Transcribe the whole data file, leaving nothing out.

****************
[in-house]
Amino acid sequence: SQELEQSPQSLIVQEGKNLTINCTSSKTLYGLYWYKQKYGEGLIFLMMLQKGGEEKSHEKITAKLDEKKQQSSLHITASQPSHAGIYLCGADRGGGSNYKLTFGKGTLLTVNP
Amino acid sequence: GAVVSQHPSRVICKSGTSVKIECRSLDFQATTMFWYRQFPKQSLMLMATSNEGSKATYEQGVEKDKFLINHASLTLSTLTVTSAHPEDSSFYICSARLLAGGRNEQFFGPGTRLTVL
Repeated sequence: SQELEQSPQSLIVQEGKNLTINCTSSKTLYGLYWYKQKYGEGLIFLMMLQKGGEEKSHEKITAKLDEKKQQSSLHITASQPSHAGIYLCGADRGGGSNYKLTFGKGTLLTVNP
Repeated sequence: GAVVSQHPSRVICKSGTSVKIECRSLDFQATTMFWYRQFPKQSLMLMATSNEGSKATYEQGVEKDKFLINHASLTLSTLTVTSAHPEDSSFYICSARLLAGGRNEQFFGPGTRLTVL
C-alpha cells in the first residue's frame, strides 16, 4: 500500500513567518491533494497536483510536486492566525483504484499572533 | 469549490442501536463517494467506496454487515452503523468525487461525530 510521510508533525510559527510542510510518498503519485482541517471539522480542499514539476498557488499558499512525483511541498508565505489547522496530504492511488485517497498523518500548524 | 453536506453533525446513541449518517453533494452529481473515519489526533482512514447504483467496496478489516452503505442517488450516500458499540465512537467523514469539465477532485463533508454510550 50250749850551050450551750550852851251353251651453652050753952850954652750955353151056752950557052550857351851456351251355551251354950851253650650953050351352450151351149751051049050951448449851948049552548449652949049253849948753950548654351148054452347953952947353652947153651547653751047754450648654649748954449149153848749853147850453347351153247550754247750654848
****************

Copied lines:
[in-house]
Amino acid sequence: SQELEQSPQSLIVQEGKNLTINCTSSKTLYGLYWYKQKYGEGLIFLMMLQKGGEEKSHEKITAKLDEKKQQSSLHITASQPSHAGIYLCGADRGGGSNYKLTFGKGTLLTVNP
Amino acid sequence: GAVVSQHPSRVICKSGTSVKIECRSLDFQATTMFWYRQFPKQSLMLMATSNEGSKATYEQGVEKDKFLINHASLTLSTLTVTSAHPEDSSFYICSARLLAGGRNEQFFGPGTRLTVL
Repeated sequence: SQELEQSPQSLIVQEGKNLTINCTSSKTLYGLYWYKQKYGEGLIFLMMLQKGGEEKSHEKITAKLDEKKQQSSLHITASQPSHAGIYLCGADRGGGSNYKLTFGKGTLLTVNP
Repeated sequence: GAVVSQHPSRVICKSGTSVKIECRSLDFQATTMFWYRQFPKQSLMLMATSNEGSKATYEQGVEKDKFLINHASLTLSTLTVTSAHPEDSSFYICSARLLAGGRNEQFFGPGTRLTVL
C-alpha cells in the first residue's frame, strides 16, 4: 500500500513567518491533494497536483510536486492566525483504484499572533 | 469549490442501536463517494467506496454487515452503523468525487461525530 510521510508533525510559527510542510510518498503519485482541517471539522480542499514539476498557488499558499512525483511541498508565505489547522496530504492511488485517497498523518500548524 | 453536506453533525446513541449518517453533494452529481473515519489526533482512514447504483467496496478489516452503505442517488450516500458499540465512537467523514469539465477532485463533508454510550 50250749850551050450551750550852851251353251651453652050753952850954652750955353151056752950557052550857351851456351251355551251354950851253650650953050351352450151351149751051049050951448449851948049552548449652949049253849948753950548654351148054452347953952947353652947153651547653751047754450648654649748954449149153848749853147850453347351153247550754247750654848